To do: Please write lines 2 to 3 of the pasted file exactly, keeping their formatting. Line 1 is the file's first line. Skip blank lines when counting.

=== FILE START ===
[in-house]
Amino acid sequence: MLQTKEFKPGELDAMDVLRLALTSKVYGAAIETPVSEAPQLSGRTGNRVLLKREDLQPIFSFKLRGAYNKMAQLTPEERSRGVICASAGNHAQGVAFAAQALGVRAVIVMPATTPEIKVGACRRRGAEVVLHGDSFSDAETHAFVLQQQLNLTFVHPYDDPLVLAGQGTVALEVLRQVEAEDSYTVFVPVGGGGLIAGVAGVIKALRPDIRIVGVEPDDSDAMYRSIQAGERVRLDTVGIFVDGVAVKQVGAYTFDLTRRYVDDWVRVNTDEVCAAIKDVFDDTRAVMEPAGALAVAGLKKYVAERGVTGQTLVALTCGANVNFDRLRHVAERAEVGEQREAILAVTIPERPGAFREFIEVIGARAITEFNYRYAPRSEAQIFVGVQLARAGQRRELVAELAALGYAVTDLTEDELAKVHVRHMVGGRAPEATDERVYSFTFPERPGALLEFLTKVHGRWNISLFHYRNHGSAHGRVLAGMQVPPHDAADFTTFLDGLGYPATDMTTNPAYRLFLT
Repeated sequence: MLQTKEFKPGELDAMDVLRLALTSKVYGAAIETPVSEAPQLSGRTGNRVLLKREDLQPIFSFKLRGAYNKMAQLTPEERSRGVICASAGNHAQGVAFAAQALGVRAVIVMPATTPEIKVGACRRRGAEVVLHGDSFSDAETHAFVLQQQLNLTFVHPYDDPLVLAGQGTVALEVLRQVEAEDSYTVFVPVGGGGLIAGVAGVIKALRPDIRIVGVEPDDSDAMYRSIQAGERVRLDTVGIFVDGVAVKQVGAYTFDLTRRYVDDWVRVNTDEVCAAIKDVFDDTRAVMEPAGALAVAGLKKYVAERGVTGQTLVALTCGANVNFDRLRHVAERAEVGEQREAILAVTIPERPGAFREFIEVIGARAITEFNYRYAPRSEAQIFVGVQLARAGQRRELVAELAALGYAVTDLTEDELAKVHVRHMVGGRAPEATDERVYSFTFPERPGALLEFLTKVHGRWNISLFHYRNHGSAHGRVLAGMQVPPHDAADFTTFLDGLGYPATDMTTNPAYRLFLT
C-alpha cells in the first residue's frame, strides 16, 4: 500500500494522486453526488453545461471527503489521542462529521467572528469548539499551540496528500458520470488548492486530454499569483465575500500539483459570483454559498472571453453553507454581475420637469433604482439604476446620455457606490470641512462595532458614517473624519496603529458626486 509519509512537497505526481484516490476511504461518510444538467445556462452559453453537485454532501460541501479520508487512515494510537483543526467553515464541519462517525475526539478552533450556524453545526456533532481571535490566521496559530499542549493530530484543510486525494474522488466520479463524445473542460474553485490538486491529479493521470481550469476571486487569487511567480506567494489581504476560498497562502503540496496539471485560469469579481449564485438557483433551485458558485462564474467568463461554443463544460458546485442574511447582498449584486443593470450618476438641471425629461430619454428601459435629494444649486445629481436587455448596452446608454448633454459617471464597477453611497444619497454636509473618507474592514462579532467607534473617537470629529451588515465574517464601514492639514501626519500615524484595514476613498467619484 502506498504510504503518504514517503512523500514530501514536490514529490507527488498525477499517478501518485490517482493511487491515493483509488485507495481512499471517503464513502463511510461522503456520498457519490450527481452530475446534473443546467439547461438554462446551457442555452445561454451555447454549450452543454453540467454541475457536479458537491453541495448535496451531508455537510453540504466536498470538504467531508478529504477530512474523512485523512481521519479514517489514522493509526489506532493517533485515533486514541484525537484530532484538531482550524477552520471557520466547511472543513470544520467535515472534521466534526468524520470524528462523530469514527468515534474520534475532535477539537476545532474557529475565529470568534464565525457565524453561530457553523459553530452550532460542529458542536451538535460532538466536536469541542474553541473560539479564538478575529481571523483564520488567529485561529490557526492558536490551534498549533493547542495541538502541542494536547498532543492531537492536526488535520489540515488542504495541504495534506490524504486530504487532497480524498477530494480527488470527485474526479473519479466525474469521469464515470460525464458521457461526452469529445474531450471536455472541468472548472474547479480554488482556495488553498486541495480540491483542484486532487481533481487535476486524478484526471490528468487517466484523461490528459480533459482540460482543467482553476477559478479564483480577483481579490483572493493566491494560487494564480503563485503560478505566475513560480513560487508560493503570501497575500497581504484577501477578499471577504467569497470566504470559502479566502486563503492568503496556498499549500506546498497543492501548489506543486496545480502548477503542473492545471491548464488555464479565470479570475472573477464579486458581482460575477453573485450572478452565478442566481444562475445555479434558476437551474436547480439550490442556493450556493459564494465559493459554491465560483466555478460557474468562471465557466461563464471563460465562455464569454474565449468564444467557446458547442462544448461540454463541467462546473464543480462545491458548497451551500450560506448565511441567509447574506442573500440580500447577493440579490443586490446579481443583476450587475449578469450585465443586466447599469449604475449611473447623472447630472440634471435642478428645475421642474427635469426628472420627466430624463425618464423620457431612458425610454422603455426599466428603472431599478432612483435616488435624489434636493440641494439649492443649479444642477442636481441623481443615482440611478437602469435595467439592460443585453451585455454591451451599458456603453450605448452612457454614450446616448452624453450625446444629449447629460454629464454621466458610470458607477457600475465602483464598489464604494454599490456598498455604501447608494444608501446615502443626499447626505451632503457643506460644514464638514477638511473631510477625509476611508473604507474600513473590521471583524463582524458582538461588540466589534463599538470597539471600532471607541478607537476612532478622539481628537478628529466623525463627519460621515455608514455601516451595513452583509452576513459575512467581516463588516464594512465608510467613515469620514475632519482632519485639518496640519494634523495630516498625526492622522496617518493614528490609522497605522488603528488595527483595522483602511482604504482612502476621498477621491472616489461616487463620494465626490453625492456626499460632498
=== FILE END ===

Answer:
Amino acid sequence: MLQTKEFKPGELDAMDVLRLALTSKVYGAAIETPVSEAPQLSGRTGNRVLLKREDLQPIFSFKLRGAYNKMAQLTPEERSRGVICASAGNHAQGVAFAAQALGVRAVIVMPATTPEIKVGACRRRGAEVVLHGDSFSDAETHAFVLQQQLNLTFVHPYDDPLVLAGQGTVALEVLRQVEAEDSYTVFVPVGGGGLIAGVAGVIKALRPDIRIVGVEPDDSDAMYRSIQAGERVRLDTVGIFVDGVAVKQVGAYTFDLTRRYVDDWVRVNTDEVCAAIKDVFDDTRAVMEPAGALAVAGLKKYVAERGVTGQTLVALTCGANVNFDRLRHVAERAEVGEQREAILAVTIPERPGAFREFIEVIGARAITEFNYRYAPRSEAQIFVGVQLARAGQRRELVAELAALGYAVTDLTEDELAKVHVRHMVGGRAPEATDERVYSFTFPERPGALLEFLTKVHGRWNISLFHYRNHGSAHGRVLAGMQVPPHDAADFTTFLDGLGYPATDMTTNPAYRLFLT
Repeated sequence: MLQTKEFKPGELDAMDVLRLALTSKVYGAAIETPVSEAPQLSGRTGNRVLLKREDLQPIFSFKLRGAYNKMAQLTPEERSRGVICASAGNHAQGVAFAAQALGVRAVIVMPATTPEIKVGACRRRGAEVVLHGDSFSDAETHAFVLQQQLNLTFVHPYDDPLVLAGQGTVALEVLRQVEAEDSYTVFVPVGGGGLIAGVAGVIKALRPDIRIVGVEPDDSDAMYRSIQAGERVRLDTVGIFVDGVAVKQVGAYTFDLTRRYVDDWVRVNTDEVCAAIKDVFDDTRAVMEPAGALAVAGLKKYVAERGVTGQTLVALTCGANVNFDRLRHVAERAEVGEQREAILAVTIPERPGAFREFIEVIGARAITEFNYRYAPRSEAQIFVGVQLARAGQRRELVAELAALGYAVTDLTEDELAKVHVRHMVGGRAPEATDERVYSFTFPERPGALLEFLTKVHGRWNISLFHYRNHGSAHGRVLAGMQVPPHDAADFTTFLDGLGYPATDMTTNPAYRLFLT